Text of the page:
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How Stress Affects the Nervous System

Updated on March 19, 2011

Stress affects the smooth working of what is known as the autonomic (unconscious) nervous system. Everybody is aware of the nerves under their conscious command. These respond to impulses from the higher centres of the brain, and it is these impulses that control the person's limbs, speech and all other voluntary actions.

However, most bodily functions - and the organs which carry them out, hidden away in the chest, abdomen, pelvis or skull - are not consciously controlled. Their nerve supply comes from the autonomic nervous system, which continues to work and direct the organs that are essential for life without conscious intervention. The autonomic nervous system controls the heart, the blood vessels, and thus temperature-control and such actions as blushing, breathing, the digestive system and the guts, the filling (but not usually the emptying) of the bladder, and some but not all aspects of the reproductive system. It also controls such mundane and yet essential activities as sweating and salivation.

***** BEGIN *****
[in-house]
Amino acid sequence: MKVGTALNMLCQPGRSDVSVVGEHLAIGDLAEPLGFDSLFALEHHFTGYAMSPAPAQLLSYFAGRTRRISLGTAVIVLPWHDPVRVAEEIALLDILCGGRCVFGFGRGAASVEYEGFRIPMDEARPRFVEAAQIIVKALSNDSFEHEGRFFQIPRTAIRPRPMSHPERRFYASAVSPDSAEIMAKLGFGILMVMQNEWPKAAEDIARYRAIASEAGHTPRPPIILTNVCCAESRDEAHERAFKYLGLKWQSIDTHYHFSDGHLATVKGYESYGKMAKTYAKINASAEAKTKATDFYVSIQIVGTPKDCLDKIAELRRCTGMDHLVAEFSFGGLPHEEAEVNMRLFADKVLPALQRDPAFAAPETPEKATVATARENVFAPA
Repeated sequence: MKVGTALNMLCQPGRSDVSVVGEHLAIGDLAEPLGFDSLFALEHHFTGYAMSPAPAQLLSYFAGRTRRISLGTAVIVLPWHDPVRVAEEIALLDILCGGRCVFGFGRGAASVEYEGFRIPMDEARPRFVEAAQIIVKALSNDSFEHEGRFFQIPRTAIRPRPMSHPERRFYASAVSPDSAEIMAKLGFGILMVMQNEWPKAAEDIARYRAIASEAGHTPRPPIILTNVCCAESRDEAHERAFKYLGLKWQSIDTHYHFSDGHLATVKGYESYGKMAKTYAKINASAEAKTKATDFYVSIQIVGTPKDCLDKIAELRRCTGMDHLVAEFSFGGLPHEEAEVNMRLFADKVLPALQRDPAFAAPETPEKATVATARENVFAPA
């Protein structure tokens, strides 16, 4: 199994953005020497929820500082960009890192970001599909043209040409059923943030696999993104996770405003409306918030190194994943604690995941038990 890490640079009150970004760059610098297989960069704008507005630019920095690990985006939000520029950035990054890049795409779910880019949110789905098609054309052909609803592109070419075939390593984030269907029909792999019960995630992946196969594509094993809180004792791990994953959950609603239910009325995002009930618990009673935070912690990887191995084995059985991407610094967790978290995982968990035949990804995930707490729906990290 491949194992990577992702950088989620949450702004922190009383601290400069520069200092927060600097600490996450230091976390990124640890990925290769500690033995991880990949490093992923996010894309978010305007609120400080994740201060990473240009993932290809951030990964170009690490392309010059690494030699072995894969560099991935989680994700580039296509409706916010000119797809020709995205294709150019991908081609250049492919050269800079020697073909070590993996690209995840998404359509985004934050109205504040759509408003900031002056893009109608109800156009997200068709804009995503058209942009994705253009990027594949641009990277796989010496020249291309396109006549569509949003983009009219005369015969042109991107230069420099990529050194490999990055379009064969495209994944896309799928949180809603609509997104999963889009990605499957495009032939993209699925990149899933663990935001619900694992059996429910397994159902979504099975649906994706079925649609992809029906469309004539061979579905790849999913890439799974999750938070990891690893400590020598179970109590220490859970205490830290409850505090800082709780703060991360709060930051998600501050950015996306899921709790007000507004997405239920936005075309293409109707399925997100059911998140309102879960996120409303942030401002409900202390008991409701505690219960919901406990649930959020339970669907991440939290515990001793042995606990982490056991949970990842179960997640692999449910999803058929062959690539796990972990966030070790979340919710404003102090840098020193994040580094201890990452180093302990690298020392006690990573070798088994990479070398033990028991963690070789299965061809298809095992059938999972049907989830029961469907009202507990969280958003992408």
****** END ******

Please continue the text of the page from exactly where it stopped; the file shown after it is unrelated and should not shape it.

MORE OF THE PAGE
Although this aspect of the nervous system is not under our control, its action may be determined by our state of mind. The smooth running of the autonomic nervous system reflects the amount of stress someone is suffering, so any change that produces symptoms may be a measure of the tension in someone's life. When people are over-tense, the nervous system is disturbed. Symptoms of tension include sweating too readily, blushing too easily, and rushing to the lavatory too often. Some people may even find that, when especially anxious, their voices are rasping and their tongues are dry. 

Most people will have noticed many (perhaps all) of these symptoms when they have been going through a difficult patch and are tense. The following questions allow you to check them for yourself.

  1. Does your voice start to croak if your boss is especially threatening or trying, your colleagues are uncooperative, or your partner is seductive?
  2. Do you sweat more readily than you would like to?
  3. Does your heart race too readily?
  4. Do you blush too often?
  5. Can you sit throughout a cinema performance or a lunch or dinner without having to rush to the lavatory?
  6. Do you feel the need to urinate even though you have just done so?
  7. Do you suffer from the urgent need to urinate? This may at times be so acute, or the control of your bladder so disturbed by the effect of tension on autonomic bladder control, that when very anxious, or even very emotional, you might leak like an overexcited puppy.


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